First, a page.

by SHM Benchmarks Committee; Project Leaders: Mary Pak, MD; Coordinating Writer: Phyllis Hanlon
Patient safety and improved quality of care have become priority issues in the American healthcare system. The potential for medical errors was highlighted in 1999 when the Quality of Health Care in America Committee of the Institute of Medicine (IOM) published its first report, To Err is Human: Building a Safer Health System. The committee estimated that between 44,000 and 98,000 people die annually from inpatient medical errors. The eighth leading cause of death in this country, preventable medical errors, cost the U.S. approximately $17 billion annually in direct and indirect costs (IOM). These alarming statistics in the IOM report ignited the patient safety movement (I).
The IOM report made a series of recommendations that included the creation of a center for patient safety, the development of a national public reporting system, the establishment of oversight agencies, and the incorporation of safety principles into monitoring systems. Public and private agencies have responded with a series of initiatives that address these recommendations (See Table 1).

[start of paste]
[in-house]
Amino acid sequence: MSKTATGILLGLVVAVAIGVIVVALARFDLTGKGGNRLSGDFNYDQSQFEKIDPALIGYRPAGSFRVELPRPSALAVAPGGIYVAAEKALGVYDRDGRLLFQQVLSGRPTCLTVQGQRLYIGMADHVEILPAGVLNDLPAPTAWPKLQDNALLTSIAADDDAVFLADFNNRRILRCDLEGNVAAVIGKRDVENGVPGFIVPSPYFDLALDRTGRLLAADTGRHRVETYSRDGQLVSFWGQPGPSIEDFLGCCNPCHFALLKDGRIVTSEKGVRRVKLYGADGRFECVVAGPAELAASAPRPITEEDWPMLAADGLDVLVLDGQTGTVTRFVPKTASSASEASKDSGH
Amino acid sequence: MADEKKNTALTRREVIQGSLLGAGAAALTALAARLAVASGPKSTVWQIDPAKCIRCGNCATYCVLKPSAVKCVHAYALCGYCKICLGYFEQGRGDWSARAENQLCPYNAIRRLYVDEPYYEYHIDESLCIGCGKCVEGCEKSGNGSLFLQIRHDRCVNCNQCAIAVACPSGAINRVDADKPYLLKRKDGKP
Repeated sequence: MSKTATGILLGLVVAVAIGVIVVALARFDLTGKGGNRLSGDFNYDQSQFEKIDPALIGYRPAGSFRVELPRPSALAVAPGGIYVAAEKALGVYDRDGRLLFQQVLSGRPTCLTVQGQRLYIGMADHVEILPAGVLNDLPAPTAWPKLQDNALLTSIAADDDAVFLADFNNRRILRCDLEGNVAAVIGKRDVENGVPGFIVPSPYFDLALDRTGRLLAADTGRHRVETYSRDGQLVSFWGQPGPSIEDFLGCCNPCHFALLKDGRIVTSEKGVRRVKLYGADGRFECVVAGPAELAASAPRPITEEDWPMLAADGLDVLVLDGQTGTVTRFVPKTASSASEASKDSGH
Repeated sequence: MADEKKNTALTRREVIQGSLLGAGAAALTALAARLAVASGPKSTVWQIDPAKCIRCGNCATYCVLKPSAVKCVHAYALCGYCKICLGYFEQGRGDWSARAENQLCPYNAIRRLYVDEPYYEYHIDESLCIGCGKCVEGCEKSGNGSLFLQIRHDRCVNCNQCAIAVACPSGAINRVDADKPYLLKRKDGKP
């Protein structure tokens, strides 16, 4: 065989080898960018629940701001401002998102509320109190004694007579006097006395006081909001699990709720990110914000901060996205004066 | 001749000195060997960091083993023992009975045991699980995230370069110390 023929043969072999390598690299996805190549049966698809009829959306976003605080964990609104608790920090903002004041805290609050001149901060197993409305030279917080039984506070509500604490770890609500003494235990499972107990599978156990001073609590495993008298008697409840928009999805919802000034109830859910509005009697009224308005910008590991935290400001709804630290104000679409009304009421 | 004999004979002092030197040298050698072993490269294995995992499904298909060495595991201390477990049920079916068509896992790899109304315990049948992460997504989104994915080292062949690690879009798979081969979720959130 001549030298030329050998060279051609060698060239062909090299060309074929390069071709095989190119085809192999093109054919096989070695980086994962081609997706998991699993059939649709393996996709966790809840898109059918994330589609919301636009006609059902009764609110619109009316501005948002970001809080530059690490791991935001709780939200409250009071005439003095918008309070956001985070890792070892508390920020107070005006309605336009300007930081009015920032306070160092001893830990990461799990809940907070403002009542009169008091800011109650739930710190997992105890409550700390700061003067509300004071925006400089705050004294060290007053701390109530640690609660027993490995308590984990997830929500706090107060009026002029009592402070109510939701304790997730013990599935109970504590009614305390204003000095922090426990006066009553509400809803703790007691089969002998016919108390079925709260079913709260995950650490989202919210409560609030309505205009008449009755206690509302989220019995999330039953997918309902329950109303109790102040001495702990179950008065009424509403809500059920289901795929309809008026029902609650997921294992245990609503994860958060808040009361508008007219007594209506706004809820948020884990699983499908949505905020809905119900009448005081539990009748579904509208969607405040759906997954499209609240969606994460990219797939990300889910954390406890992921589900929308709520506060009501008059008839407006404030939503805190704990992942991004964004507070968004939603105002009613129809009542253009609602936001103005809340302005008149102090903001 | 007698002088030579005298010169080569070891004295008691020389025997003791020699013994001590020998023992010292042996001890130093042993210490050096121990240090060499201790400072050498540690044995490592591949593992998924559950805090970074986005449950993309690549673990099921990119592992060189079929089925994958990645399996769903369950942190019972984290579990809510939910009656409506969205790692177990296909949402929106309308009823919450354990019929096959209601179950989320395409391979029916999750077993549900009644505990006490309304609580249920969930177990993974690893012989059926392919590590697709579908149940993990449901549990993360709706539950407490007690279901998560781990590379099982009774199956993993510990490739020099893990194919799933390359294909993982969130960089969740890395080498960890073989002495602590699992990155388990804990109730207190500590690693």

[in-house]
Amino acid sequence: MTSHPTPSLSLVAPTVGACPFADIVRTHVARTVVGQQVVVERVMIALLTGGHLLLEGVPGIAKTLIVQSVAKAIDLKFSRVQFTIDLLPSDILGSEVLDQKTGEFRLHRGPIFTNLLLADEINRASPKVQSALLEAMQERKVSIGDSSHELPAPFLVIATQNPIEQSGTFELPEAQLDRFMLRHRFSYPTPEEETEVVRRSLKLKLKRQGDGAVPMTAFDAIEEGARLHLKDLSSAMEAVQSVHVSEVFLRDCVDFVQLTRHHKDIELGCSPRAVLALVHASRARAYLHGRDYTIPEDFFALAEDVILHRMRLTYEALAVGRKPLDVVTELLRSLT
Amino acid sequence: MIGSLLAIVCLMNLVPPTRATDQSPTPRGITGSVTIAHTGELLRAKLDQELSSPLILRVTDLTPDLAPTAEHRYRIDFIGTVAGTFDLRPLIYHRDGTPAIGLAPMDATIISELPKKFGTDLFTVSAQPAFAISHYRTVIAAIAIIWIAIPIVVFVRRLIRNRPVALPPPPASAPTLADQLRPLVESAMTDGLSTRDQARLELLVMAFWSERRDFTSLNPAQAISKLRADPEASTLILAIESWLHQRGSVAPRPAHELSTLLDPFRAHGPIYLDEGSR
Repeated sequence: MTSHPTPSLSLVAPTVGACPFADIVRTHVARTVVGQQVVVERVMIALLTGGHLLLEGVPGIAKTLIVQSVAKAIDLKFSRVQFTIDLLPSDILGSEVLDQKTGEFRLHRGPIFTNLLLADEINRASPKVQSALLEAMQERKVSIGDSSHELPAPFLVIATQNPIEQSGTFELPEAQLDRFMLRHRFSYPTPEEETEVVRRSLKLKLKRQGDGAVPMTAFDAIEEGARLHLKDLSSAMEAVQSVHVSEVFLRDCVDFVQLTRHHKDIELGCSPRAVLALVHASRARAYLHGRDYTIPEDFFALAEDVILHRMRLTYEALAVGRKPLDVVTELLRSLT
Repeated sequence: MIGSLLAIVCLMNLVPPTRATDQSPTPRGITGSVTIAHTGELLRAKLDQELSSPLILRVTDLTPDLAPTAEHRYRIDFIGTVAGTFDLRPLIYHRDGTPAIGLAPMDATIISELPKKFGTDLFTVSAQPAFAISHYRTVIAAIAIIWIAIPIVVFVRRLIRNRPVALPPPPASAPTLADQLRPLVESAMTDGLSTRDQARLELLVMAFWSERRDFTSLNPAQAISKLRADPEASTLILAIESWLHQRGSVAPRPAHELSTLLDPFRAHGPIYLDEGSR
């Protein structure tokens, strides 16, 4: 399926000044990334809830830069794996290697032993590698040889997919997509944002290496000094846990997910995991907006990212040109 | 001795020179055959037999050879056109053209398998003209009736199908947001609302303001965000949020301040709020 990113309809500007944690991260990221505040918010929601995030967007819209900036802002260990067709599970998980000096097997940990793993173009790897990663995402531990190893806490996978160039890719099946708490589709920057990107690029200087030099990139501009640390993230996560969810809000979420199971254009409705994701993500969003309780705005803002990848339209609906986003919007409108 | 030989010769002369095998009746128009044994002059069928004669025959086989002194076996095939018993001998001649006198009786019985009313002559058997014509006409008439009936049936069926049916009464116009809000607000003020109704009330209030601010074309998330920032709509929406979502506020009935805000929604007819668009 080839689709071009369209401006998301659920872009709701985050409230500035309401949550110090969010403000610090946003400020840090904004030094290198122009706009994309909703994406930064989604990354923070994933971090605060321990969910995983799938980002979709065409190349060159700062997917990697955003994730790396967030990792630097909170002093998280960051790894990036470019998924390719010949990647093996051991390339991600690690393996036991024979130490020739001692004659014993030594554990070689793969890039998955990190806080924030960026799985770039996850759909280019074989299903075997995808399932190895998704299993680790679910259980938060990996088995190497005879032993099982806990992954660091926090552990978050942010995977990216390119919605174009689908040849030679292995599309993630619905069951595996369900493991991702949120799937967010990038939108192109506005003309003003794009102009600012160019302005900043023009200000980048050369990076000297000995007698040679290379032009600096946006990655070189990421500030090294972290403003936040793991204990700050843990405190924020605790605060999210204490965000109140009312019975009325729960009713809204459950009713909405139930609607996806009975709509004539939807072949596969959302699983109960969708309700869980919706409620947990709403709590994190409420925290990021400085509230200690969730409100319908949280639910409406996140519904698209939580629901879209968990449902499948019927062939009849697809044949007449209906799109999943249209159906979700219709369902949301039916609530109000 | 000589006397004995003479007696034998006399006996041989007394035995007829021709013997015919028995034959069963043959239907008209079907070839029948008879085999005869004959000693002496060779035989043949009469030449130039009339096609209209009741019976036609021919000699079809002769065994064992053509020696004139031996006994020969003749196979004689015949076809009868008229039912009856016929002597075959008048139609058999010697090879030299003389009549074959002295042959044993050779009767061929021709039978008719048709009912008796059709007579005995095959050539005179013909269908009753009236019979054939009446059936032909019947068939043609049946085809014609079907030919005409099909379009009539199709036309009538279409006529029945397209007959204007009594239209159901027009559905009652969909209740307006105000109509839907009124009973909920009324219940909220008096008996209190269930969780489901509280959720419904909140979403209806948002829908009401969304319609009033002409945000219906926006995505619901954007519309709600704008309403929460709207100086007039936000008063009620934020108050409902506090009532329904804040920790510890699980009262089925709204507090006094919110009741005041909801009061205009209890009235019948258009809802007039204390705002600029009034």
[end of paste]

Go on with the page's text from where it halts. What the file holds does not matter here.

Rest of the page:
One healthcare expert describes three reasons as to why the potential for medical errors has increased. First, technology has created a sophisticated array of test, x-rays, laboratory procedures, and diagnostic tools. Second, pharmaceutical research has introduced thousands of new medications to the marketplace. Finally, specialization has led to experts, both physician and non-physician, in a wide range of body systems, diseases, settings, procedures, and therapies. Hospital medicine represents a new type of medical specialty that has the potential to address this increased complexity and sophistication and to improve patient care in the hospital inpatient environment (2).
To achieve maximum positive outcomes in the complex inpatient environment, a qualified coordinator must educate others and facilitate activity revolving around patient care. Hospitalists as inpatient experts possess the necessary qualifications to integrate hospital systems and maximize efforts to enhance patient safety by monitoring medication distribution, chairing pharmaceuticals and therapeutics (P&T) committees, overseeing computerized physician order entry (CPOE), directing quality/performance improvement projects, and collaborating with discharge planning and case management.
Lakshmi Halasyamani, MD, is vice chair of the department of Internal Medicine at St. Joseph Mercy Hospital in Michigan and chairperson of the Society of Hospital Medicine (SHM) Hospital Quality and Patient Safety Committee. She says, Hospitalists have a ‘lens of understanding the systems under which they care for patients.’ They take care of patients in the hospital every single day so they can examine the processes with which they work. Hospitalists have an ideal perspective from which to reform ineffective systems.”